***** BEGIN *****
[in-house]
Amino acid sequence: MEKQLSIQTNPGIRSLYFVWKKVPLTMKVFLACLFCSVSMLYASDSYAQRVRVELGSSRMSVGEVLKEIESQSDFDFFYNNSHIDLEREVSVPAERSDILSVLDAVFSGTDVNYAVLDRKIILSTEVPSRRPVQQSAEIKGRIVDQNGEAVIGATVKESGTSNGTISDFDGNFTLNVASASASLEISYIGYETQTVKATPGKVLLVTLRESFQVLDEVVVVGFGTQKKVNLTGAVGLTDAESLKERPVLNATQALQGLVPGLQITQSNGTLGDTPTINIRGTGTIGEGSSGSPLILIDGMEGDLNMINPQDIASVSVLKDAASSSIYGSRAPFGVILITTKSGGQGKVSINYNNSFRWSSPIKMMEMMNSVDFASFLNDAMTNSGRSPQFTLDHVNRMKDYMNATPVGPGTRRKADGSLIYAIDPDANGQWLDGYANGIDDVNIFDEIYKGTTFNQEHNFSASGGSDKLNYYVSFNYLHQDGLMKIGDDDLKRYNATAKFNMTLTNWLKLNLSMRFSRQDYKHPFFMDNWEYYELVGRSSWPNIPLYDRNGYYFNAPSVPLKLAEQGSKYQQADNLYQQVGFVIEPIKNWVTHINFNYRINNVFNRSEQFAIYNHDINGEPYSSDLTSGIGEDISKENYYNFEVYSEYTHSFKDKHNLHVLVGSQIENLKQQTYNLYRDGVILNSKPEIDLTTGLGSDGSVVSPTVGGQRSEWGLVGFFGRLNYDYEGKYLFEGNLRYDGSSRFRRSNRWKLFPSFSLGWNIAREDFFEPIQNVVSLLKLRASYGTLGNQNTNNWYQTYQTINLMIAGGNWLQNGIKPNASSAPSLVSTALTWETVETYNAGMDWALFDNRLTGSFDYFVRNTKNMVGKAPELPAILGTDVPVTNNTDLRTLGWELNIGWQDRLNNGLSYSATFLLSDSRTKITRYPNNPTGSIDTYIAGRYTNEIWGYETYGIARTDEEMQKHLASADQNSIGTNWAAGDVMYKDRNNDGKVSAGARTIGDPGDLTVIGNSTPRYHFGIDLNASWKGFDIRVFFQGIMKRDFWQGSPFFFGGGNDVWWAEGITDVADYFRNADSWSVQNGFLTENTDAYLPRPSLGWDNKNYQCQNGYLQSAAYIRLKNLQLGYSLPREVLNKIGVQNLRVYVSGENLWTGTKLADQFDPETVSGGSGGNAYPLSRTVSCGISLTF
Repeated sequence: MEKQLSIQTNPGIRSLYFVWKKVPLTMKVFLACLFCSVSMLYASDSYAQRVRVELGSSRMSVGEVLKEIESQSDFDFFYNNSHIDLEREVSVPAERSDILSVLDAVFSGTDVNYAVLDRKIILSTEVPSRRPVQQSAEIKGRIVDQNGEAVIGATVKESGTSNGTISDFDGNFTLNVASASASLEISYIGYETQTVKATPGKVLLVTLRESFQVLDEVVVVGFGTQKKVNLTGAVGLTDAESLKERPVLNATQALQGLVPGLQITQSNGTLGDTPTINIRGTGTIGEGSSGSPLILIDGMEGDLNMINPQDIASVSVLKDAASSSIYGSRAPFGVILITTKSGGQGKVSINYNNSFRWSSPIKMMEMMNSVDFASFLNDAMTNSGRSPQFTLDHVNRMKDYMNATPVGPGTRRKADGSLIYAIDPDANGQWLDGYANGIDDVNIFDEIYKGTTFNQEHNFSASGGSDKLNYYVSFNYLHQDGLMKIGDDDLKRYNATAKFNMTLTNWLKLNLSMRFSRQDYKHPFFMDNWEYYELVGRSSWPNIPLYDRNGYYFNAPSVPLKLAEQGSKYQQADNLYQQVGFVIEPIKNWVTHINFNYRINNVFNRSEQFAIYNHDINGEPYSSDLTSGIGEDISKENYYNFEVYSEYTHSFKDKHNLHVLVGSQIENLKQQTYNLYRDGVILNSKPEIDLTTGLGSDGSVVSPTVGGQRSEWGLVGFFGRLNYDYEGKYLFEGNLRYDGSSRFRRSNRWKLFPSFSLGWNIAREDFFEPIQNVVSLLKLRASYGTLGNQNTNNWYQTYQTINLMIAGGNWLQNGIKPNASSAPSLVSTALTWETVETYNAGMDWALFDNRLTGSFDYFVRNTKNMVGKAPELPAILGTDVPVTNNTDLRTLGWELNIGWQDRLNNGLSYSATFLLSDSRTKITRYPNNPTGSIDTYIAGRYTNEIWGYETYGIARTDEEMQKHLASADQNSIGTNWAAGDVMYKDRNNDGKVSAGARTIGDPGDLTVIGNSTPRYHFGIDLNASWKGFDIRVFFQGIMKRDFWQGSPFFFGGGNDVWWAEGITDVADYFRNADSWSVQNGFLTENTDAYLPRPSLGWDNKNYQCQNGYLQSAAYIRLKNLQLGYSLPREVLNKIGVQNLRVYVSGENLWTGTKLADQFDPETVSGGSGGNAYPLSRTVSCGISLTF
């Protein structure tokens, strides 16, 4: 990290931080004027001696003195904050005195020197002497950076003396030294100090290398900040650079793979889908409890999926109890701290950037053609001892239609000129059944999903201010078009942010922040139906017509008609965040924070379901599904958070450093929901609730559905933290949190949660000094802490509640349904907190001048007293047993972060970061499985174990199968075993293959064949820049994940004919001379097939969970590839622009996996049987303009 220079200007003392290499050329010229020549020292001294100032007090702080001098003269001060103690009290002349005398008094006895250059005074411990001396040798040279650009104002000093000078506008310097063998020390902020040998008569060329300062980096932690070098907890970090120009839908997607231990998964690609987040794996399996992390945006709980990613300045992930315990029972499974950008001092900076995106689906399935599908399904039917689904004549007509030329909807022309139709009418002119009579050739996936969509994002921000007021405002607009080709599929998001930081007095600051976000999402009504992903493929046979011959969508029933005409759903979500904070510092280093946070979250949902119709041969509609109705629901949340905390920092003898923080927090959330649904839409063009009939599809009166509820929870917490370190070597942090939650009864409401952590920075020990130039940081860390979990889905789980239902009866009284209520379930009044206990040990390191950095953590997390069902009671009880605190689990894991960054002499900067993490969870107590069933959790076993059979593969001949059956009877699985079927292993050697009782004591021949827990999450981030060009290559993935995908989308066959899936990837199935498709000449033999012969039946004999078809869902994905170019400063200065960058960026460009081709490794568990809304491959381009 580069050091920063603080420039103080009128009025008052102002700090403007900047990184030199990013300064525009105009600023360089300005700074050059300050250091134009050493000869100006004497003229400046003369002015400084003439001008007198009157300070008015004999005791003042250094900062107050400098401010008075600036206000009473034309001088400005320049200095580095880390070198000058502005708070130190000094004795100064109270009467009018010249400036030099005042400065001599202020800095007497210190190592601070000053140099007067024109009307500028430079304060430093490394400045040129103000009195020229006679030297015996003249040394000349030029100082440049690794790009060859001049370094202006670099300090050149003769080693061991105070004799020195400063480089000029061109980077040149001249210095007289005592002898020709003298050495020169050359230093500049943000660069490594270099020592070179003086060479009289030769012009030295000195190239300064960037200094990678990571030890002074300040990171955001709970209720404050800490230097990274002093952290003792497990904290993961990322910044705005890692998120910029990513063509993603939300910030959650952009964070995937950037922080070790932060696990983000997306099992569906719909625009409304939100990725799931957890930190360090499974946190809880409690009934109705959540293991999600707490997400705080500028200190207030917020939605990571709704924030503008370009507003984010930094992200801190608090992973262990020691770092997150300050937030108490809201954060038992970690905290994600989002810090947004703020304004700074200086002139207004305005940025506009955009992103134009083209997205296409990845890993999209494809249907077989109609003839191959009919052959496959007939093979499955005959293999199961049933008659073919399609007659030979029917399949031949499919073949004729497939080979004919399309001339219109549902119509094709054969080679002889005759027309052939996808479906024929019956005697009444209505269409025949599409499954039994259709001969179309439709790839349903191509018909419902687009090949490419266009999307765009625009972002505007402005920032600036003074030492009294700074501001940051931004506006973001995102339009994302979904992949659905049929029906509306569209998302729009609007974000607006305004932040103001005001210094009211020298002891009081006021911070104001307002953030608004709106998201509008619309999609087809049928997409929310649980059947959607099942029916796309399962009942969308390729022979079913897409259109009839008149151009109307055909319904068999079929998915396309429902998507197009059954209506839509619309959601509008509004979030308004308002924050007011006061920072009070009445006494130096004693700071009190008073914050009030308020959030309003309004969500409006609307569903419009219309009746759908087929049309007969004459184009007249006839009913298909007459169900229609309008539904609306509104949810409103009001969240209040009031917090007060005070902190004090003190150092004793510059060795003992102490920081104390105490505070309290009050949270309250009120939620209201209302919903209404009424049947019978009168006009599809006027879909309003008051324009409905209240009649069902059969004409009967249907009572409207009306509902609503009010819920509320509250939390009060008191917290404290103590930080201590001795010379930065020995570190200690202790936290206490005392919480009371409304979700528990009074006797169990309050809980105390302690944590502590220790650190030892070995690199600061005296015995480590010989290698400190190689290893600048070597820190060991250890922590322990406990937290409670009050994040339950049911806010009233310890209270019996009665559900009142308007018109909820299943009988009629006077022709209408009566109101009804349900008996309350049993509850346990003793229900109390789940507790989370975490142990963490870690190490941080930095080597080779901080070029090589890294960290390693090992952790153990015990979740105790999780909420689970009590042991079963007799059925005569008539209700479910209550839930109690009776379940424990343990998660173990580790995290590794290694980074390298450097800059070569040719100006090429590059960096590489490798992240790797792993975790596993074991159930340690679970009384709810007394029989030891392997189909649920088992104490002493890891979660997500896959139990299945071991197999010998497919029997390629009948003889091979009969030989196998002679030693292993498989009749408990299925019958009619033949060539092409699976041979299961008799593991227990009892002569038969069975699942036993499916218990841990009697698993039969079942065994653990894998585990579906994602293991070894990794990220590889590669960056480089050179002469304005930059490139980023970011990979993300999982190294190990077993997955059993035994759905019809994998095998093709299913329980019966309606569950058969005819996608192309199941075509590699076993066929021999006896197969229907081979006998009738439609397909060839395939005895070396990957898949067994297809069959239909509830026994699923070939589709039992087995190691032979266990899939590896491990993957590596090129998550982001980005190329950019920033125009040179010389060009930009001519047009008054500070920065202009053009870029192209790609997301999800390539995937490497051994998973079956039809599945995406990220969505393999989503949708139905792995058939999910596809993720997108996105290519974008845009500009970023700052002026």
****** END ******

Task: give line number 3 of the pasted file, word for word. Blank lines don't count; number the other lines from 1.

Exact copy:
Repeated sequence: MEKQLSIQTNPGIRSLYFVWKKVPLTMKVFLACLFCSVSMLYASDSYAQRVRVELGSSRMSVGEVLKEIESQSDFDFFYNNSHIDLEREVSVPAERSDILSVLDAVFSGTDVNYAVLDRKIILSTEVPSRRPVQQSAEIKGRIVDQNGEAVIGATVKESGTSNGTISDFDGNFTLNVASASASLEISYIGYETQTVKATPGKVLLVTLRESFQVLDEVVVVGFGTQKKVNLTGAVGLTDAESLKERPVLNATQALQGLVPGLQITQSNGTLGDTPTINIRGTGTIGEGSSGSPLILIDGMEGDLNMINPQDIASVSVLKDAASSSIYGSRAPFGVILITTKSGGQGKVSINYNNSFRWSSPIKMMEMMNSVDFASFLNDAMTNSGRSPQFTLDHVNRMKDYMNATPVGPGTRRKADGSLIYAIDPDANGQWLDGYANGIDDVNIFDEIYKGTTFNQEHNFSASGGSDKLNYYVSFNYLHQDGLMKIGDDDLKRYNATAKFNMTLTNWLKLNLSMRFSRQDYKHPFFMDNWEYYELVGRSSWPNIPLYDRNGYYFNAPSVPLKLAEQGSKYQQADNLYQQVGFVIEPIKNWVTHINFNYRINNVFNRSEQFAIYNHDINGEPYSSDLTSGIGEDISKENYYNFEVYSEYTHSFKDKHNLHVLVGSQIENLKQQTYNLYRDGVILNSKPEIDLTTGLGSDGSVVSPTVGGQRSEWGLVGFFGRLNYDYEGKYLFEGNLRYDGSSRFRRSNRWKLFPSFSLGWNIAREDFFEPIQNVVSLLKLRASYGTLGNQNTNNWYQTYQTINLMIAGGNWLQNGIKPNASSAPSLVSTALTWETVETYNAGMDWALFDNRLTGSFDYFVRNTKNMVGKAPELPAILGTDVPVTNNTDLRTLGWELNIGWQDRLNNGLSYSATFLLSDSRTKITRYPNNPTGSIDTYIAGRYTNEIWGYETYGIARTDEEMQKHLASADQNSIGTNWAAGDVMYKDRNNDGKVSAGARTIGDPGDLTVIGNSTPRYHFGIDLNASWKGFDIRVFFQGIMKRDFWQGSPFFFGGGNDVWWAEGITDVADYFRNADSWSVQNGFLTENTDAYLPRPSLGWDNKNYQCQNGYLQSAAYIRLKNLQLGYSLPREVLNKIGVQNLRVYVSGENLWTGTKLADQFDPETVSGGSGGNAYPLSRTVSCGISLTF